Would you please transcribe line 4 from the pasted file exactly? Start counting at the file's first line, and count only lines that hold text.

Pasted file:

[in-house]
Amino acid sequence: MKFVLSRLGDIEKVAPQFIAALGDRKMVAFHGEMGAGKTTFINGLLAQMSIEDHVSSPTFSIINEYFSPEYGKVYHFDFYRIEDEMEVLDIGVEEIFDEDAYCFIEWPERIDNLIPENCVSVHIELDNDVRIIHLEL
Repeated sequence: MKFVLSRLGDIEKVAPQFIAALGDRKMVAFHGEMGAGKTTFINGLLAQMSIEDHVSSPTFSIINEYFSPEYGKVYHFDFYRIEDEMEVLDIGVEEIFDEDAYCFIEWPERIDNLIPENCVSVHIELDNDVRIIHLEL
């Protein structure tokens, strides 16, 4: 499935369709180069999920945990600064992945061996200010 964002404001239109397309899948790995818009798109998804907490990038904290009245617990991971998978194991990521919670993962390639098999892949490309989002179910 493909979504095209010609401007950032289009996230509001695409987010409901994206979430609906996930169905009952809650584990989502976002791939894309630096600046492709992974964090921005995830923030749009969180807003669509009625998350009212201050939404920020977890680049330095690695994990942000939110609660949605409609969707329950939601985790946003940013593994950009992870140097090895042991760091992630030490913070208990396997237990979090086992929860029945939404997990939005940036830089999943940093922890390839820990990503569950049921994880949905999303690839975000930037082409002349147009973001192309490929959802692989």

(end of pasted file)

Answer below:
């Protein structure tokens, strides 16, 4: 499935369709180069999920945990600064992945061996200010 964002404001239109397309899948790995818009798109998804907490990038904290009245617990991971998978194991990521919670993962390639098999892949490309989002179910 493909979504095209010609401007950032289009996230509001695409987010409901994206979430609906996930169905009952809650584990989502976002791939894309630096600046492709992974964090921005995830923030749009969180807003669509009625998350009212201050939404920020977890680049330095690695994990942000939110609660949605409609969707329950939601985790946003940013593994950009992870140097090895042991760091992630030490913070208990396997237990979090086992929860029945939404997990939005940036830089999943940093922890390839820990990503569950049921994880949905999303690839975000930037082409002349147009973001192309490929959802692989």